Tuesday, April 27, 2010

MSPIFF 2010: Day 6

Alamar (2009) Pedro González-Rubio - Highly Recommended
I am going to deem Alamar the best film I have seen at the fest so far, knocking Looking for Eric out of that top slot. I was completely taken away by the beauty and simplicity of this film. Natan is the young son born to an Italian mother and Mexican father. When his mother decides she is going to leave the jungle and move back to Italy with her son, Natan goes on a final farewell visit with his father and grandfather on the island of Quintana Roo, 30 miles off coast in the Caribbean Sea. The three of them spend their time fishing, cooking, napping and playing as if none of it was their duty but was simply their pleasure. Diving for lobster and snappers among the reef with only the aid of a snorkel and a spear; fishing for barracuda with a spool of fishing line and a baited hook; taming a visiting egret by feeding it roaches; and cleaning and preparing the catch of the day—all are the unconscious endeavors far from the modern world. Director Pedro González-Rubio's oft quoted response to whether Alamar is a feature film or a documentary film is the evasive answer that "It is a film." What is clear about the the film is that no one is acting beyond what is natural. The father and son have a natural bond that you never question. But Alamar also exists in an idealistic realm beyond 'realism'. The elegant narrative plays out like a Greek myth with the father as the Greek god and his son the cherub that someday will have great power. It seems only natural for people to wonder if this myth is true. The finale shot, with Natan in Rome with his mother, seems to exist on another planet.
(Alamar is playing at the Best of the Fest, Sunday, May 2 at 9:30pm.)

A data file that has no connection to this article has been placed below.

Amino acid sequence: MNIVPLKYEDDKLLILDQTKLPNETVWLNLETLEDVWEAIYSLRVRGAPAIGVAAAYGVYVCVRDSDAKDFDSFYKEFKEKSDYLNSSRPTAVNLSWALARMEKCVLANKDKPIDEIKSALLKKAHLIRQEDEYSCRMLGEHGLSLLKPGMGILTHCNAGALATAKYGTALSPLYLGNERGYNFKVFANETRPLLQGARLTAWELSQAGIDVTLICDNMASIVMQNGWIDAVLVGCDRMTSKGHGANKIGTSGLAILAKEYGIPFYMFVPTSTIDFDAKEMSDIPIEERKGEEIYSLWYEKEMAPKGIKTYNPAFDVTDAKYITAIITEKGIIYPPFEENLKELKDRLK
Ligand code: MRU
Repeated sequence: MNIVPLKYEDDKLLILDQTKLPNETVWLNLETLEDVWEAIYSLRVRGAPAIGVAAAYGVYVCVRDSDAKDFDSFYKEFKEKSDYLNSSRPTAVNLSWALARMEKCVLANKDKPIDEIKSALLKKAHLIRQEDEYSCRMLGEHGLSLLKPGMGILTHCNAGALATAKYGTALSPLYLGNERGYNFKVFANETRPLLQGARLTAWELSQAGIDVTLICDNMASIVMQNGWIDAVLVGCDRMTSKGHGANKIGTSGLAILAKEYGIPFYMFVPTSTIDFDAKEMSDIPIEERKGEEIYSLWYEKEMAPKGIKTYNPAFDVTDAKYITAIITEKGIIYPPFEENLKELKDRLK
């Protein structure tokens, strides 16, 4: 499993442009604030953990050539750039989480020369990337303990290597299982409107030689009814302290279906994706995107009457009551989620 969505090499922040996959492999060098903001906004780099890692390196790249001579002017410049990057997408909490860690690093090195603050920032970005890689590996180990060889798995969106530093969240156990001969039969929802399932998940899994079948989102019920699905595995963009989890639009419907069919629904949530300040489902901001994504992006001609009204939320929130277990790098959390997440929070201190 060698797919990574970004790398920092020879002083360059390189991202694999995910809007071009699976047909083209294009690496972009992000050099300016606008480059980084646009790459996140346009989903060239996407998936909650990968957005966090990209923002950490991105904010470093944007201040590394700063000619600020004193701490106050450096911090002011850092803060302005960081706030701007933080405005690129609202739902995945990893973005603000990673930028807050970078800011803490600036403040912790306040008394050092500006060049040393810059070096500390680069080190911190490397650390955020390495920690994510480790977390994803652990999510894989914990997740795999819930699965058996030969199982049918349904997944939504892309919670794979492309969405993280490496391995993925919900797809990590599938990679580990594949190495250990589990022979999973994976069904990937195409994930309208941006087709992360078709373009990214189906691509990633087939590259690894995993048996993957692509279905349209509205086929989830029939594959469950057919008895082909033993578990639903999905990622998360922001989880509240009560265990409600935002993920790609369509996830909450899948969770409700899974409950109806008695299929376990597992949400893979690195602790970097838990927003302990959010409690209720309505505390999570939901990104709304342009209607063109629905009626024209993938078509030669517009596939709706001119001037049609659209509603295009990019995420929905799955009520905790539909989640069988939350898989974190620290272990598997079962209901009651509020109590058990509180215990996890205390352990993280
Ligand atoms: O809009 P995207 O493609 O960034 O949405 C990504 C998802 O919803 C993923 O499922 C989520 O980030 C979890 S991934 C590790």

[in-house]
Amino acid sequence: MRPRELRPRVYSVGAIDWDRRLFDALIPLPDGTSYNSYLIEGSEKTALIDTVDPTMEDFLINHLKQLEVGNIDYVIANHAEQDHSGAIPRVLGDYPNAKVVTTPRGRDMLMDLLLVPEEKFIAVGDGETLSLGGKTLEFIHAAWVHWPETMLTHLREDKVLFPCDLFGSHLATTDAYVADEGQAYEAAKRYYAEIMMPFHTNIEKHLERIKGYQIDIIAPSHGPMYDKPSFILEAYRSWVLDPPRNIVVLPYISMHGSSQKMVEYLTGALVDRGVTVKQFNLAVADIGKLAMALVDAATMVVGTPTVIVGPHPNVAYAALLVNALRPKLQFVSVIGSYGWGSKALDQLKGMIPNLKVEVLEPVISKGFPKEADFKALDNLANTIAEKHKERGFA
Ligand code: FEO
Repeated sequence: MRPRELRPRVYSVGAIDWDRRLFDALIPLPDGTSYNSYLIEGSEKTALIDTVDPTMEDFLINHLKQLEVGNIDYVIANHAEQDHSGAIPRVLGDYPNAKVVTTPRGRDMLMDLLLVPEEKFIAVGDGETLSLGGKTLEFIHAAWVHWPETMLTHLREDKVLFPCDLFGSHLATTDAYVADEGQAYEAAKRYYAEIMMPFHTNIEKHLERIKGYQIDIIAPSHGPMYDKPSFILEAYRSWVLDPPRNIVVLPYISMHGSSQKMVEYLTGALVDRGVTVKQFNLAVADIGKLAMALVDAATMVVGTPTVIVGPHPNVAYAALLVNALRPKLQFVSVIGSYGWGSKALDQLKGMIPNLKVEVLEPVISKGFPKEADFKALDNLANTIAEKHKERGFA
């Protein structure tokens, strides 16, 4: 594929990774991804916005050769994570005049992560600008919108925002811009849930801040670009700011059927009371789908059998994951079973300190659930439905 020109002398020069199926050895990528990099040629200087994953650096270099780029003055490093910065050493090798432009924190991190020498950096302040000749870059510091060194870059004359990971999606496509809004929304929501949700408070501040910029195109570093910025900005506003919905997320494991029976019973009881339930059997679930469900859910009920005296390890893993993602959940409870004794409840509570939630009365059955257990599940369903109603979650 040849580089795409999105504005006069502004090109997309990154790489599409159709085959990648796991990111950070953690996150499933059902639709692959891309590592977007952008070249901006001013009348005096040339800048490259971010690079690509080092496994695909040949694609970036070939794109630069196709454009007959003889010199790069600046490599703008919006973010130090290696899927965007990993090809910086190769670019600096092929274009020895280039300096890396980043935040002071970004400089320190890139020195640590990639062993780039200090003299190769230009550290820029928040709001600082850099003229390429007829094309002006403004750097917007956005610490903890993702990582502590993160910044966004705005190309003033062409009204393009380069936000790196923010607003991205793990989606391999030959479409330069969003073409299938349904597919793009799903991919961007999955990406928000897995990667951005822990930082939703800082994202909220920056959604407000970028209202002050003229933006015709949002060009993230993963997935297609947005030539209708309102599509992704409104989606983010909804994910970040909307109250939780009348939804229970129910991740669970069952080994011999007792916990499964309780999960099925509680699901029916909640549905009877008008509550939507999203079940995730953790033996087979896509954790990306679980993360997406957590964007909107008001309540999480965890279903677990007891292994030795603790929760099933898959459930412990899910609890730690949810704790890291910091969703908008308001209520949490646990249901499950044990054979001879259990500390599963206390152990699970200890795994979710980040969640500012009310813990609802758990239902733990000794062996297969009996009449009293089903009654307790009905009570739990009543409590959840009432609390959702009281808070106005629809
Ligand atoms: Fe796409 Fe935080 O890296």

The Oath (2010) Laura Poitras - Highly Recommended
From the award winning documentary filmmaker of My Country, My Country, Laura Poitras, The Oath is yet another very thoughtful documentary about the effects of the war in Iraq. Concerned with our misguided efforts of capturing and imprisoning enemy combatants, the film spends much of its time interviewing Abu Jandal, a high level al Qaeda operative and Osama bin Laden's bodyguard who now drives a cab in Yemen. Jandal was one of the U.S.'s first key informants after 9-11. In a Yemeni jail at the time, Jandal was an example of how the FBI's tactics of compassion, not the CIA's of torture, are more productive in interrogation. By taking part in a progressive program called the Dialogue Project, Jandal has pledged his life to non-violence after being released from prison. Jadal's life as a free man is contrasted with his brother-in-law, Salim Hamdan. Hamdam, wanted for being bin Laden's driver, was captured, most likely tortured and left to languish in prison at Guantanamo Bay. Despite the fact that Jandal carried the gun, and Hamdam sat behind the wheel, Jandal is the success story. Hamdam was the first to be tried under the dodgy laws set up for the prisoners at Guantanamo Bay, and was subsequently acquitted and released. Hamdam refused to take part in the film, but his words, read via letter, resonate. These two stories are delicately woven together and presented to the audience with little bias. The account that Jandal gives regarding how he learned about 9-11, and the fact that it was carried out by people he knew, is completely arresting.
(The Oath will be released in NYC on May 7.)

Air Doll (2009) Hirokazu Kore-eda - Undecided!
If I had never heard of Hirokazu Kore-eda, my feelings for Air Doll would be much different. As it is, I'm a fan of his films and admire his subtle style, and that is why I can not completely condemn this disappointing film. As the title implies, this film is about a blow up doll. Nozomi is owned by a lonely bachelor who has obviously given up on living women in favor of his docile and obedient doll. Treating her as his inanimate wife, he talks to her, baths her and of course has sex with her. Nozomi is not you average blow-up doll. She is far more modeled and realistic than the ones that you buy at the corner sex shop. One day, however, Nozomi animates. She gets a job in a video store (owned by a man who loves Fukasaku's Battles Without Honor & Humanity) and falls in love with her shy co-worker played by Kore-eda regular, Arata. Nozomi is, however, still an air doll who doesn't age and is susceptible to punctures. It's an absurd premise that almost works under Kore-eda's gentle guide. The mix of comedy, drama and the macabre I can take, but its horrendous slides into cheesy melodrama are unforgivable. I stuck with the film until that very last all-the-lonely-people montage where it completely lost me. I'm grateful that MSPIFF showed this film, because I have been eying the $45 Japanese DVD for about a month now. Boy am I glad I didn't buy that!

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